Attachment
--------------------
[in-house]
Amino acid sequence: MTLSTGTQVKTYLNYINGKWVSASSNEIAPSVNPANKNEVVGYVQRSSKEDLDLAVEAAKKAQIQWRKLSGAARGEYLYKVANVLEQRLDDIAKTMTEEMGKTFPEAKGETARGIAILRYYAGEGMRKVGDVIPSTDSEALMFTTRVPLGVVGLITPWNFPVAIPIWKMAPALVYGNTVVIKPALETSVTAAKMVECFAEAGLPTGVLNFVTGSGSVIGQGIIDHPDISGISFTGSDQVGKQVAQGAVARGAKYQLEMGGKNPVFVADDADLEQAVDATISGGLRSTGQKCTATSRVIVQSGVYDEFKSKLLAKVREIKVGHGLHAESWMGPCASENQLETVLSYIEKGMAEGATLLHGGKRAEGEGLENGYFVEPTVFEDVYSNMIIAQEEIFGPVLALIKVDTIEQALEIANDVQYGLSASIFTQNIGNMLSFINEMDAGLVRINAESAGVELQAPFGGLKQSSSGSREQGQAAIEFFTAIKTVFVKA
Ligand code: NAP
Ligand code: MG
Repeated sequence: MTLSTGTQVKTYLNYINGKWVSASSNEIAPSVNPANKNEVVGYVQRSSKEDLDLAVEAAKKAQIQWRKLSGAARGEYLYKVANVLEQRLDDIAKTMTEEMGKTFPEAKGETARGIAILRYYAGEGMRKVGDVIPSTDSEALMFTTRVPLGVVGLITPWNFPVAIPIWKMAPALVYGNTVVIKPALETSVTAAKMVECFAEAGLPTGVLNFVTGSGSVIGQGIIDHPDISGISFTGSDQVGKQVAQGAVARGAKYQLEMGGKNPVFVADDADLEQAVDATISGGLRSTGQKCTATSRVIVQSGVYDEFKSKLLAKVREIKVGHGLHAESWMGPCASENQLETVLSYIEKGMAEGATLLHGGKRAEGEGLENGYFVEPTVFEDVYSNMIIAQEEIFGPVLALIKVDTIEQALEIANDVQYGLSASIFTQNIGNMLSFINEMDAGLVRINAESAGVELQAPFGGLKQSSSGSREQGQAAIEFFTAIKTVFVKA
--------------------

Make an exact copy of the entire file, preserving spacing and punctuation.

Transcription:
[in-house]
Amino acid sequence: MTLSTGTQVKTYLNYINGKWVSASSNEIAPSVNPANKNEVVGYVQRSSKEDLDLAVEAAKKAQIQWRKLSGAARGEYLYKVANVLEQRLDDIAKTMTEEMGKTFPEAKGETARGIAILRYYAGEGMRKVGDVIPSTDSEALMFTTRVPLGVVGLITPWNFPVAIPIWKMAPALVYGNTVVIKPALETSVTAAKMVECFAEAGLPTGVLNFVTGSGSVIGQGIIDHPDISGISFTGSDQVGKQVAQGAVARGAKYQLEMGGKNPVFVADDADLEQAVDATISGGLRSTGQKCTATSRVIVQSGVYDEFKSKLLAKVREIKVGHGLHAESWMGPCASENQLETVLSYIEKGMAEGATLLHGGKRAEGEGLENGYFVEPTVFEDVYSNMIIAQEEIFGPVLALIKVDTIEQALEIANDVQYGLSASIFTQNIGNMLSFINEMDAGLVRINAESAGVELQAPFGGLKQSSSGSREQGQAAIEFFTAIKTVFVKA
Ligand code: NAP
Ligand code: MG
Repeated sequence: MTLSTGTQVKTYLNYINGKWVSASSNEIAPSVNPANKNEVVGYVQRSSKEDLDLAVEAAKKAQIQWRKLSGAARGEYLYKVANVLEQRLDDIAKTMTEEMGKTFPEAKGETARGIAILRYYAGEGMRKVGDVIPSTDSEALMFTTRVPLGVVGLITPWNFPVAIPIWKMAPALVYGNTVVIKPALETSVTAAKMVECFAEAGLPTGVLNFVTGSGSVIGQGIIDHPDISGISFTGSDQVGKQVAQGAVARGAKYQLEMGGKNPVFVADDADLEQAVDATISGGLRSTGQKCTATSRVIVQSGVYDEFKSKLLAKVREIKVGHGLHAESWMGPCASENQLETVLSYIEKGMAEGATLLHGGKRAEGEGLENGYFVEPTVFEDVYSNMIIAQEEIFGPVLALIKVDTIEQALEIANDVQYGLSASIFTQNIGNMLSFINEMDAGLVRINAESAGVELQAPFGGLKQSSSGSREQGQAAIEFFTAIKTVFVKA